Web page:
Two NYU Abu Dhabi students representing two countries, the United Arab Emirates and Canada, have been selected as 2017 Rhodes Scholars to attend the University of Oxford next year.
They are two of three students from NYU's global network to receive the prestigious award.
Dubai Abulhoul, Class of 2017
Dubai Abulhoul, from the UAE, is majoring in political science and is currently researching the effect of gender roles and culture on political participation in her home country as part of her senior Capstone project. She is a member of the Emirates Youth Council, a government initiative aiming to develop government strategies to keep up with youth trends, identify challenges facing today’s youth, and to ensure participation of youth in UAE public affairs.
In 2012, she authored Galagolia: The Hidden Divination, a best-selling Emirati fantasy novel that made her the UAE’s youngest published author. Abulhoul, who has interned at the UAE Embassy in Washington DC, later received the 2014 Arab Woman Award for Young Talent of the Year in recognition of her book.
I am very grateful to be chosen as a Rhodes Scholar to represent both my country and university at the University of Oxford next year. I wouldn't have been able to do it without the support and kindness of all the people who helped and encouraged me.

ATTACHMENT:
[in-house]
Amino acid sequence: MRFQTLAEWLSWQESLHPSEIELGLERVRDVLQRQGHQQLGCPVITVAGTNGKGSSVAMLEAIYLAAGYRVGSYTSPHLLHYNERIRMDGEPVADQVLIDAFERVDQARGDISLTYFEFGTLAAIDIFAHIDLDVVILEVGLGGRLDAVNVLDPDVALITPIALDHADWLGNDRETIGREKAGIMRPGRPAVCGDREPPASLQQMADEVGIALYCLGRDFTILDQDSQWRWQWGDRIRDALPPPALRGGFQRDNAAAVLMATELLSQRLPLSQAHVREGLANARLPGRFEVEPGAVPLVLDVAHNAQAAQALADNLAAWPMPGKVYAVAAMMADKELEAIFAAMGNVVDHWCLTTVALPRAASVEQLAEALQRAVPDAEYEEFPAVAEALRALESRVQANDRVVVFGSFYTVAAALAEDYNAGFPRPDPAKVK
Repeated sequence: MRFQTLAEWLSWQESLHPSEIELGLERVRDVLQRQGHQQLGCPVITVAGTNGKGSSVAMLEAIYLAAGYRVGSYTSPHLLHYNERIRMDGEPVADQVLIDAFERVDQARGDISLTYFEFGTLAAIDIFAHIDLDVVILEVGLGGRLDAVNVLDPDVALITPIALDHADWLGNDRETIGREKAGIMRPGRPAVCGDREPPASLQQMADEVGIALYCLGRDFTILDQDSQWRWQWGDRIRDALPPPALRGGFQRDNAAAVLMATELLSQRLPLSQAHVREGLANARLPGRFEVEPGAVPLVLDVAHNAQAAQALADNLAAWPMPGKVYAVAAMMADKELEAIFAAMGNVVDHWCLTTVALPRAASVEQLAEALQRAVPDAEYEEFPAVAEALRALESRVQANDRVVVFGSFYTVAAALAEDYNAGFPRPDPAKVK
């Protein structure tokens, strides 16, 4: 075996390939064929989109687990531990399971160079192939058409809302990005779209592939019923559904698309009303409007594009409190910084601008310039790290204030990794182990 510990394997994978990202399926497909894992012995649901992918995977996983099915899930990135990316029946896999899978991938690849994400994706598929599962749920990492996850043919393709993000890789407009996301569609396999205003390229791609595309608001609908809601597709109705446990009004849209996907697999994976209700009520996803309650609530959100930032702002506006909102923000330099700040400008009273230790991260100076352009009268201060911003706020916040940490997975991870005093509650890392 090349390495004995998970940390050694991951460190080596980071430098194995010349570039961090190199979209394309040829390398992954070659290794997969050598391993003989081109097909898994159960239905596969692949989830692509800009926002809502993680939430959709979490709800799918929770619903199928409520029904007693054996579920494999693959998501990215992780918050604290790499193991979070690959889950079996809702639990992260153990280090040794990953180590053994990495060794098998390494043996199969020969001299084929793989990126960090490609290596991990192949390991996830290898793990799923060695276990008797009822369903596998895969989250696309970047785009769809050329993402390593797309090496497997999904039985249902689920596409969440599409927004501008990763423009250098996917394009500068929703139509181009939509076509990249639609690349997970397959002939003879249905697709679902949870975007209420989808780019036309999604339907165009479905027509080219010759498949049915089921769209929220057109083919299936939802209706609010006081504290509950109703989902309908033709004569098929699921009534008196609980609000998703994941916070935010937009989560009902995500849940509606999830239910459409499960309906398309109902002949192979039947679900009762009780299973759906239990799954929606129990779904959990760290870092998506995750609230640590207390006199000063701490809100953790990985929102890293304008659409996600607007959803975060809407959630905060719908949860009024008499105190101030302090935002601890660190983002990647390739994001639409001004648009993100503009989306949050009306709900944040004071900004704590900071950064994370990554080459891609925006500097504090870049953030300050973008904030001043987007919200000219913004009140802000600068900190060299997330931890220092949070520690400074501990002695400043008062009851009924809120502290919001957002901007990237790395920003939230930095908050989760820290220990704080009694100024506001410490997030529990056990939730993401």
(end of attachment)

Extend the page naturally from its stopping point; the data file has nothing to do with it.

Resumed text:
Guillaume Sylvain, Class of 2017
Guillaume Sylvain, from Quebec, has become immersed in the Arabic language and the Middle East, majoring in NYUAD's interdisciplinary Arab Crossroads program and minoring in Arabic language and political science. His Capstone research looks at how secondary school textbooks work to instill a set of shared values and a sense of Emirati historical national consciousness in a young nation where its citizens (UAE nationals) are a distinct minority.
At Oxford, I intend on continuing my studies of the Middle East and reflecting on ways that communities across the region and beyond can find coexistence where today there is conflict and polarization. Being a student at NYU Abu Dhabi has enabled me not only to study cross-cultural differences, but to experience them and to think about ways to make our community more whole.